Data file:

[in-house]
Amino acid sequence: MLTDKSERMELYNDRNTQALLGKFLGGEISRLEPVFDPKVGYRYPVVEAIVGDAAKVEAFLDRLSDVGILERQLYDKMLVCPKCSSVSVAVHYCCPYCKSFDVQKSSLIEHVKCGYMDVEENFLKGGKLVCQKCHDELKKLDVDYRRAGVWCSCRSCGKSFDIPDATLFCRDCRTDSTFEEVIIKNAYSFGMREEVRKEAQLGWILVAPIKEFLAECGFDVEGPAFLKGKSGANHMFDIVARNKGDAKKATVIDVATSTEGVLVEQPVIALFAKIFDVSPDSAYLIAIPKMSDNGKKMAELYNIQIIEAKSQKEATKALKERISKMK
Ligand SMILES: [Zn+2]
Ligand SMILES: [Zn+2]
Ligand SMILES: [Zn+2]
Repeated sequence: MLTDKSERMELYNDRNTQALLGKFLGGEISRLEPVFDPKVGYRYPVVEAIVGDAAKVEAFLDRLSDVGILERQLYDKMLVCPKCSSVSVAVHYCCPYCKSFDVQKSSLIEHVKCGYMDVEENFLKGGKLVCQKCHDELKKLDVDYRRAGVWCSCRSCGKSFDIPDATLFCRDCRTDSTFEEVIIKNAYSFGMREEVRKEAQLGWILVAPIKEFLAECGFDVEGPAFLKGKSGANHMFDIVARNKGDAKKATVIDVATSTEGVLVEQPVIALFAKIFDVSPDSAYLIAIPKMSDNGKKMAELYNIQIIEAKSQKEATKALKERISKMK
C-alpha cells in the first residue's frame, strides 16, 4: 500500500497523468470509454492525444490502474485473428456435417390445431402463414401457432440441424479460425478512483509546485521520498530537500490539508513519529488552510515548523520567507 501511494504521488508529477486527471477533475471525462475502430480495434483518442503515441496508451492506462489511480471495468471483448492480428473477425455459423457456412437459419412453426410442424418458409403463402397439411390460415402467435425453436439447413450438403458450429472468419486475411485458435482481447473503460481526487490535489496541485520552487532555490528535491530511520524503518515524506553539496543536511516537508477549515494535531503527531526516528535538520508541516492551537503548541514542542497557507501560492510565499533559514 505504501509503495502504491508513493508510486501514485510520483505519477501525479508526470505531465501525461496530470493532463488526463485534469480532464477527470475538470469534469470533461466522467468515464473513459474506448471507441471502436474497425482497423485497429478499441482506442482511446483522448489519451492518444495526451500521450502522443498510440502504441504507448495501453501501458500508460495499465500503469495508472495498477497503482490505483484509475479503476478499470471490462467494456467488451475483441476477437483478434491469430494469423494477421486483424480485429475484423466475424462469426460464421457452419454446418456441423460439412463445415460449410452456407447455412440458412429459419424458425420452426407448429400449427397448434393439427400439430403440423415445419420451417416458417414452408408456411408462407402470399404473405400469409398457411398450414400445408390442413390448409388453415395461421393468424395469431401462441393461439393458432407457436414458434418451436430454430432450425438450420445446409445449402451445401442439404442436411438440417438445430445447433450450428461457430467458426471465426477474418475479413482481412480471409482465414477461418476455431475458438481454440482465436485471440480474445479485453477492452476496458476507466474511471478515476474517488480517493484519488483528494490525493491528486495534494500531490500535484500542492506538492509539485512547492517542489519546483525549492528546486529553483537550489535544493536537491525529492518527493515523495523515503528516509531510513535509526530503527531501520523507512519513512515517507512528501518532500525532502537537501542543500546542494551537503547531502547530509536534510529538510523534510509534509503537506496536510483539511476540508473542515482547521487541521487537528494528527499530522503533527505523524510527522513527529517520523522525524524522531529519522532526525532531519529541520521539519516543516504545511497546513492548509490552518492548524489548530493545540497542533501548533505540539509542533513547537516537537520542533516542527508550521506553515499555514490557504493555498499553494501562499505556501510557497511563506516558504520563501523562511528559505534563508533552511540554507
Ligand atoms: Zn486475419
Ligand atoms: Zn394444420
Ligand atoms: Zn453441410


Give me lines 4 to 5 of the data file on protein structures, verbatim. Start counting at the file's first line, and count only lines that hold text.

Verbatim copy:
Ligand SMILES: [Zn+2]
Ligand SMILES: [Zn+2]